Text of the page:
• Lack of Space: The inability to respect or even request personal space through pre-established boundaries can indicate unhealthy codependency. As important as it is to share experiences, denying another person an independent life outside of the relationship neglects their best interests. Impeding on personal time represents a lack of respect and unwillingness to observe the needs of others ahead of their own.
  • Walking on Eggshells: Often a result of shaming, a constant fear of judgment reveals the discomfort and mistrust underlying a relationship. No one should have to carry the anxiety of “messing up” through some unpredictable trigger that may set off an explosive episode. Such temperament infringes on one’s self-soothing mental processes to feel comfortable, and the likelihood of emotional outbursts tends to be fueled as a result of alcohol and/or substance abuse. If you or a loved one feels uncomfortable simply existing, the discomfort merits a conversation at the very least.
  • Pent-Up Resentment: Holding onto past transgressions — emphasis here on those that were already forgiven at one point — reveals passive-aggressive habits. Over time, relationships can accrue their fair share of compromises. Without communicating the implications and personal reactions to such compromises, room for resentment expands. Holding onto pent-up frustration resulting from unrequited compromise presents a particularly pressurized dynamic for anyone coping with use disorder, as resentment is all too often suppressed by alcohol and/or substances.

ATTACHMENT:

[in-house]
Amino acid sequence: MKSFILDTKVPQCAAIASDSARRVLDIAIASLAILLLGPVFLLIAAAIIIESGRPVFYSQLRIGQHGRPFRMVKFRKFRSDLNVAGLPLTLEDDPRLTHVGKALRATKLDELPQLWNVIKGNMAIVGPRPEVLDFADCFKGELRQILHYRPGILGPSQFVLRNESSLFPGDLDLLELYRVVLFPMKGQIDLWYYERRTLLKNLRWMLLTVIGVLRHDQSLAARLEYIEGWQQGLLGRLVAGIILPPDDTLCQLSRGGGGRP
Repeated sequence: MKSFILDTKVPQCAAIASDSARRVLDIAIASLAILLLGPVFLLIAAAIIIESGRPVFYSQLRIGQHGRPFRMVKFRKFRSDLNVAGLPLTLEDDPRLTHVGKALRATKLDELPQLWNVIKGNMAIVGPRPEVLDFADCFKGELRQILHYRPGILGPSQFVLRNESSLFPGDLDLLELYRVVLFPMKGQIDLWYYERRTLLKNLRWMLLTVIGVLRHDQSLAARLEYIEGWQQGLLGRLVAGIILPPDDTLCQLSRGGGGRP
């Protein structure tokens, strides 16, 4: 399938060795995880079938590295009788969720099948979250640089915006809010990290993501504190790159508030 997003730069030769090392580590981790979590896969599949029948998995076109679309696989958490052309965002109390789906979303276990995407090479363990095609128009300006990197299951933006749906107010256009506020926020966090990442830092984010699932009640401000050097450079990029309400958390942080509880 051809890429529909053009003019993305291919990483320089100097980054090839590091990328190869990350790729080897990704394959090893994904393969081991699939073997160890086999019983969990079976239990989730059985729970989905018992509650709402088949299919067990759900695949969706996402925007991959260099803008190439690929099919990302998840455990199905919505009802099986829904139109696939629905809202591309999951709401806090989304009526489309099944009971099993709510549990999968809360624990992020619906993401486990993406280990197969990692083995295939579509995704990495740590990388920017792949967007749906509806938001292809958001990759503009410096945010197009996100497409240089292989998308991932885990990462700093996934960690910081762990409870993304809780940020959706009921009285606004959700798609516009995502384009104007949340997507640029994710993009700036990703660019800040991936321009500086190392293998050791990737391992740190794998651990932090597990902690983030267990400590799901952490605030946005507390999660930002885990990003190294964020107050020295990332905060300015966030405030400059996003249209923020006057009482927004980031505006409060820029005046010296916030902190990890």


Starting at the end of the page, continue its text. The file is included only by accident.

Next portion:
Many learn about the trappings of toxic relationships and wonder, “How could anyone let their romantic interests become so unhealthy?” Aside from the stigma of victim-blaming that is entrenched in this kind of judgment, the reason that relationships become toxic, in part, is due to the lack of representation of healthy and equitable unions. Spending time, energy, and resources for the benefit of a relationship runs counter to most of the cultural messaging in praise of looking out for one’s individualism. As a result, very few examples of a real and mutually beneficial relationship persist in popular culture. If you feel a relationship has turned toxic, do not hesitate in creating space for yourself, and remember to invite a friend, law enforcement officer, or another third party should in-person communications resume in the future. 

The ripples of use disorder ebb through personal, professional, and familial relationships. Maintaining intimate relationships in the midst of alcohol and/or substance use disorder often runs parallel to codependency and otherwise enabling behaviors. Emotional and physical abuse are found at much higher rates in relationships when one or more individuals are coping with use disorder. While this doesn’t necessitate the inevitability of toxic relationships, it is important to learn the signs associated with unhealthy relationship habits. By understanding the difference between common disagreements and irreparable rifts, one can more effectively determine when to walk away. Sometimes, removing yourself can even benefit a loved one’s recovery. At WisHope, we understand that the road to recovery is a life-lasting pursuit, and we aim to provide you the tools and resources to do this, long after your stay at our treatment facilities or recovery homes. Don’t wait to get help—call today at (844) 947-4673.